The Widdershins

Posts Tagged ‘communities

What’s good for the goose is good for the gander.  How many times have you heard that tired old saw?  Surprisingly, there is a good bit of truth in that statement especially if the goose is a poor child and the gander is a rich child. Who knew?Seesaw

Through the study of some 5 million families a truth has emerged from the mountain of data.  Some of the findings are not earth-shattering pearls of wisdom.   Cities like Baltimore, Detroit, Orlando, and Chicago are inherently problematic for a poor child to have any hope of upward social mobility.  These cities are highly segregated and unequal.  They have a higher crime rate and worse schools.  They are also more likely than not to have a lot of single-parent families.

Courtesy of this study, we now know that poor children have better odds if they moved to places with more economic mobility like Fairfax County, Virginia, Bergen County, N.J., Seattle, Cedar County, Iowa, or any number of other communities.

So what’s the big deal?  What is the learning from this study?

The learning is that rich kids, with all the built-in advantages of economic freedom and stability, also fare better when they live in these very same communities as compared to just average communities.  In other words, whether you are a poor or a rich child, you benefit in your adult years from living in a community where economic mobility is embraced.

Bigger ladderAgain, not that earth-shattering – not until you consider the fear that permeates any effort to positively leverage social mobility.  That fear:  Any increase in economic mobility comes at the expense of those who already enjoy it.  Simply put, doing good things for some means equal or greater bad things for others.  It’s this fear that has stymied progress on health care, food stamps, child care, or crumbling roads and bridges for the past thirty-years.  The damage from this fear continues to this day.  It is at the heart of “I got mine, sorry about your luck.”

The code words for this fear in all things economic are “zero-sum gains” – meaning if we put struggling, poor children in classrooms with rich children, the rich kids will be worse off and suffer.  We worry if we contaminate “nice” neighborhoods with the occasional poor family, the nice neighborhood won’t be nice any more.

I’ve written about this often since, in my opinion, this is the greatest obstacle to anti-poverty programs.  You can see this fear playing out – cut food stamps before they affect social security, we can’t afford Obamacare because it might affect Medicare, or we can’t repair our deteriorating bridges and roads because it might mean closing some sacrosanct corporate tax loophole.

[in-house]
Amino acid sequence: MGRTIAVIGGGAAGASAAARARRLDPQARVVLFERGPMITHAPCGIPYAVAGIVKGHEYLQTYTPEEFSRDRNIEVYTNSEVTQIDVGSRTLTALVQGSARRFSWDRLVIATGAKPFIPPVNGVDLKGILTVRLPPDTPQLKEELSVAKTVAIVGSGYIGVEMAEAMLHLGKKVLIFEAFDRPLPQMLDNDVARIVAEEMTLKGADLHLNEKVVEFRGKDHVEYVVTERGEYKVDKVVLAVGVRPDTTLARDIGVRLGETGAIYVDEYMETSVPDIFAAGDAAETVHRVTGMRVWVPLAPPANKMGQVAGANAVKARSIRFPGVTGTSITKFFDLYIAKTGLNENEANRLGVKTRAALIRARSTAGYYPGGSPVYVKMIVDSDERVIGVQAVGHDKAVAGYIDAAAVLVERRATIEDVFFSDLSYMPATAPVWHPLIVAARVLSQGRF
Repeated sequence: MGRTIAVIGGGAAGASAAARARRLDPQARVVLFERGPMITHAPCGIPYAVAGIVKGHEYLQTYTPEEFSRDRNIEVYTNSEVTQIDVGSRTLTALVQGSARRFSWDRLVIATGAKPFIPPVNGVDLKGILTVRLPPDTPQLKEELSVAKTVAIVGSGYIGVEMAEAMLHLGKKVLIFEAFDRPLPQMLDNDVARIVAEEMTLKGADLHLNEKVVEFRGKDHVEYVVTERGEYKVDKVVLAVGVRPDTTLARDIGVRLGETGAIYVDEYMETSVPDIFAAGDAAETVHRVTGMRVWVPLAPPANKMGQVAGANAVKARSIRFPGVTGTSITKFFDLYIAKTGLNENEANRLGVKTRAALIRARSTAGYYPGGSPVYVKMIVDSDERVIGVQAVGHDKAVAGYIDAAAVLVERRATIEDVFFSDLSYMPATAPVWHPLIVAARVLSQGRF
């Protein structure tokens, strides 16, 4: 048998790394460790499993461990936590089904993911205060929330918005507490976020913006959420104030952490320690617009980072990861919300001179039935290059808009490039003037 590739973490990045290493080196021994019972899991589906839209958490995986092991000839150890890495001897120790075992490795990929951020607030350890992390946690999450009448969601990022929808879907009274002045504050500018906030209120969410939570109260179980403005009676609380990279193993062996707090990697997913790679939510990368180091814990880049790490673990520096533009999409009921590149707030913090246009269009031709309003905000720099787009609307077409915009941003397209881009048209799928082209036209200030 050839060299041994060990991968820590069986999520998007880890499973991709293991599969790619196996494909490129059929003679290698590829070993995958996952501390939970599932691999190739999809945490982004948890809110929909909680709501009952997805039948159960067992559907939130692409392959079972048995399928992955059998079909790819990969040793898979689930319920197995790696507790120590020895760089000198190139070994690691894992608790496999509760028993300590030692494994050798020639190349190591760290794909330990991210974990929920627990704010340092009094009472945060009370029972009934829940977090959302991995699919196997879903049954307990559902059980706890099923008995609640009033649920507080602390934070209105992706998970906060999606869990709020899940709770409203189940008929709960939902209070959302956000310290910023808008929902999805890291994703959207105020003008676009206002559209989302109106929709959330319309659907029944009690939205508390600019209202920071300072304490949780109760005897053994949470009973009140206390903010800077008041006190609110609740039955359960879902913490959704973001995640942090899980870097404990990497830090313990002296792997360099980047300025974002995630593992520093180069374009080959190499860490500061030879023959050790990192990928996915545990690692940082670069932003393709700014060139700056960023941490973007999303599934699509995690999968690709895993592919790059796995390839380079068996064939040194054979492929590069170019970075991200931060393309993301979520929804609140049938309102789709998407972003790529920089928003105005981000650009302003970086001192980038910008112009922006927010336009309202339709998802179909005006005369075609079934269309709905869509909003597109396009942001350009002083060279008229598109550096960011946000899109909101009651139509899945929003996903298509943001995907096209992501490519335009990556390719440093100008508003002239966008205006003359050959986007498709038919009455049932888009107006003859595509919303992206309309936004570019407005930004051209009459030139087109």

Anti-poverty programs to the poor are the anemic twenty-third cousin to the perpetual generational endowment of the one-percenters.  Without some positive governmental influence through boot-strapping, what hope is there for the neighborhoods of the generational poor and their children?  For most of these communities, hope is as rare a commodity as fresh produce at the corner market.

Helping poor kids won’t harm rich kids.  Helping poor sick people get medical care won’t impact Medicare recipients.  The jobs created from repairing our infrastructure pay for themselves.  If, and only if, we overcome the zero-sum fear underpinning bogus economic slogans perpetuated by the conservative media’s echo chamber.Social mobility ladder

Remarkably, instead of matching action with the mantra of “a rising tide raises all ships,” conservative energies always seem to be solely focused upon elevating the pier just beyond reach.

If we step back and think about it, the only legitimate zero-sum fear is one that extinguishes hope.  Poor kids and rich kids need essentially the same thing to insure their success.  Instead of cities withering in inequality, future generations need communities embracing institutions promoting social and economic mobility.  Now we have a study proving it.

I hope your Tuesday is a good one.  Any direction you might want to take this conversation is, as always, encouraged.



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January 2019
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